In addition, there are approximately three songs on the album that bear little significant relationship to the storyline. 'I Don't Believe In Love' and 'Breaking The Silence' are perhaps the two obvious ones, and it occurs to me that perhaps this material was written prior to the concept being fully realised. Alternatively, there's the possibility that they ran out of recording time and included these songs in a frantic effort to finish the project quickly.
But what about the music? The militant strains of 'Rage For Order' blasted Metal into the twentieth century. Utilising complex rhythms and massive amounts of ranting guitar, Queensryche carved a name for themselves as the ultimate rock 'n roll band. Always in overdrive, they thundered from start to finish, packing punches and mastering mutant rock, bringing it sharply into another twilight dimension. Really, it was like listening to music in 3D!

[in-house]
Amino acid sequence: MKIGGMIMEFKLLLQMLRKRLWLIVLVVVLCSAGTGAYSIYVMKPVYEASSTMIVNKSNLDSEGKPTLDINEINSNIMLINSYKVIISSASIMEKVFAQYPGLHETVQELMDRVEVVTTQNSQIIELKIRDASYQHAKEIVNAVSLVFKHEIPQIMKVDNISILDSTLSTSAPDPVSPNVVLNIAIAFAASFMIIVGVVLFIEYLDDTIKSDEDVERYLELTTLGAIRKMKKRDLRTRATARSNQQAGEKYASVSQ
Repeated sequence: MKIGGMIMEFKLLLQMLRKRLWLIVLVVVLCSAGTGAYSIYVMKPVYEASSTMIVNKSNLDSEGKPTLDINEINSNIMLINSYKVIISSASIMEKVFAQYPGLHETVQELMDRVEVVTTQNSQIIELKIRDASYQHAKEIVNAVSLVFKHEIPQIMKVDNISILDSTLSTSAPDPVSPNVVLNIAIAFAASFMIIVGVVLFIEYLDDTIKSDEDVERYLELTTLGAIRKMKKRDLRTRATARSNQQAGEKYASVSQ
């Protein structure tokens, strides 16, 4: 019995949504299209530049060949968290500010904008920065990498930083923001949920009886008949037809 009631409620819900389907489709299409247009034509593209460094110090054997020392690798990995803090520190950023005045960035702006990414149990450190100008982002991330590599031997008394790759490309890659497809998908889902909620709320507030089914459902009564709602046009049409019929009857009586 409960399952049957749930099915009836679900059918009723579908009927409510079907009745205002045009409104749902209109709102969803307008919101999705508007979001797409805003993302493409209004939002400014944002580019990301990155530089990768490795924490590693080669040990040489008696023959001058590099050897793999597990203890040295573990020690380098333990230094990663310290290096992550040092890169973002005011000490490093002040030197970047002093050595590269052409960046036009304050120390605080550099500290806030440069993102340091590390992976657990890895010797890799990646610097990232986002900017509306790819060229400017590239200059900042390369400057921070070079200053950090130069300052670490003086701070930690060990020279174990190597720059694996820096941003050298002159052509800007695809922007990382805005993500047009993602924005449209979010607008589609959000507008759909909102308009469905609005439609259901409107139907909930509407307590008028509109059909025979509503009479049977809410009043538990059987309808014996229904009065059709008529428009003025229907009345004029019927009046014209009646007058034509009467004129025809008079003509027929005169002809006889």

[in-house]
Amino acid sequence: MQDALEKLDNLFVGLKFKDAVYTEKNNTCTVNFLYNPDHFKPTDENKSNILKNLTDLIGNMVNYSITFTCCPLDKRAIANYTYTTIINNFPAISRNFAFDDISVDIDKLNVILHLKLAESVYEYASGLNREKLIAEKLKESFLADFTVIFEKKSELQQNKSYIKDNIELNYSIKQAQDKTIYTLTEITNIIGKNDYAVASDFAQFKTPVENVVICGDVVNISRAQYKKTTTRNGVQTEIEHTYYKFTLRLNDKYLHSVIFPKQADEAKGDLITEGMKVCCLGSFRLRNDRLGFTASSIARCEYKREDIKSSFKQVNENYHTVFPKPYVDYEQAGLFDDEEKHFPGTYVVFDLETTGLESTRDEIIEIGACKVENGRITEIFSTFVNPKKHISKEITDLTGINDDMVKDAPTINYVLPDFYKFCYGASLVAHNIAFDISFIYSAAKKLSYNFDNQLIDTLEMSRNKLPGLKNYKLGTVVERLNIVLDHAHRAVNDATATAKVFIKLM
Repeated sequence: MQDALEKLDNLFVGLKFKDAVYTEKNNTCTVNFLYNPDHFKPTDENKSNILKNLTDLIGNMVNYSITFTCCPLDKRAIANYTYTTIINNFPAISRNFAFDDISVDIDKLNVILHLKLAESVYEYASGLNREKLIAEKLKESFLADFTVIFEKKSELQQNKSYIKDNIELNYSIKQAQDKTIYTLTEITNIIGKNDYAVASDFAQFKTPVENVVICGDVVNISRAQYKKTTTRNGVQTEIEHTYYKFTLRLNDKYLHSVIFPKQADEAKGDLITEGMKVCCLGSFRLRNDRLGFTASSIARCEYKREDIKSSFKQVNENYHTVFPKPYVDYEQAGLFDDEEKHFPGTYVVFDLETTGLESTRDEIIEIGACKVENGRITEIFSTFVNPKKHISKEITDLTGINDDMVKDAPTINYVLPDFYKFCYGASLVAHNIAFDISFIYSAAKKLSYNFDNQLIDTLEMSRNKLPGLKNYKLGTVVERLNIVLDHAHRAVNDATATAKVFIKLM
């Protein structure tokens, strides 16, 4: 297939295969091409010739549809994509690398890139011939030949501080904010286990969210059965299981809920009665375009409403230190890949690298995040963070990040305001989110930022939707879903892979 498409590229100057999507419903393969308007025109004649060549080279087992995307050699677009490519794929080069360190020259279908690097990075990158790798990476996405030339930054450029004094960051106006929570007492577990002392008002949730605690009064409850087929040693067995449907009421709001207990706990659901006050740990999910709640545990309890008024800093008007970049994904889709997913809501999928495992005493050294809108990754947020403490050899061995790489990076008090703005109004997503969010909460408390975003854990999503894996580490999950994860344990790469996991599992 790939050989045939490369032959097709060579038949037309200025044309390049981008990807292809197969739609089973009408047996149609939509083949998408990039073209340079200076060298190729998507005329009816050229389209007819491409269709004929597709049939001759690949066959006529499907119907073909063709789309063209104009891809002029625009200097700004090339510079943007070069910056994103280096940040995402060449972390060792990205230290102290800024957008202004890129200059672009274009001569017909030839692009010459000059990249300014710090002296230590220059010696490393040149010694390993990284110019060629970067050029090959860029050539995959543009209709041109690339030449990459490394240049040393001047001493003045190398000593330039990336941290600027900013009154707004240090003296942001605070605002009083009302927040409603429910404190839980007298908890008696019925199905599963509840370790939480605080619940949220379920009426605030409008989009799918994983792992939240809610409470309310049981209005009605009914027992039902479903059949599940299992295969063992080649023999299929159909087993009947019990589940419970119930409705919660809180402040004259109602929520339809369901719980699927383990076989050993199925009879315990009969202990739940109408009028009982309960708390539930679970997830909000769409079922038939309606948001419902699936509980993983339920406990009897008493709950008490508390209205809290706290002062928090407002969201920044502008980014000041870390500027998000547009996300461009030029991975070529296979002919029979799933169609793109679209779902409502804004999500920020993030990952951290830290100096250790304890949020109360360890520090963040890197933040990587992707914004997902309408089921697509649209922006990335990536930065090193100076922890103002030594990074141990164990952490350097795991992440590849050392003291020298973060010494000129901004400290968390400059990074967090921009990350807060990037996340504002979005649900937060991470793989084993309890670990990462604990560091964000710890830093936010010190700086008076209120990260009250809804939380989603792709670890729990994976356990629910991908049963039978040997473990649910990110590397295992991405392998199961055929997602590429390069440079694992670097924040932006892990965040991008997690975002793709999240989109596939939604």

With 'Operation:Mindcrime' little has changed, except that their songs are much, much better. Production, a somewhat touchy point, is clean and massively vague, reminiscent, in fact, of latter-day Rush -a result, I suspect, of Peter Collins' involvement. There's a total of fifteen separate tracks, two of which are instrumentals and one a spoken introduction.
Every song is a monstrous achievement, fitted out with customary blustering guitar and potent high octane vocals, Geoff Tate's voice finally developing a unique character, playing each role with impeccable precision, I won't even begin to make reference to choice cuts, they're all equally magnificent. Loud and dogmatic, there can be no doubt that Queensryche are the ultimate in mental Metal.
For existing fans this album will be a revelation. However, if you have never heard Queensryche before I suggest you lay off this album, go back a step, pick up on 'Rage For Order' and then progress to 'Operation: Mindcrime'. Needless to say that whatever route you take you'll be sure to return blown away.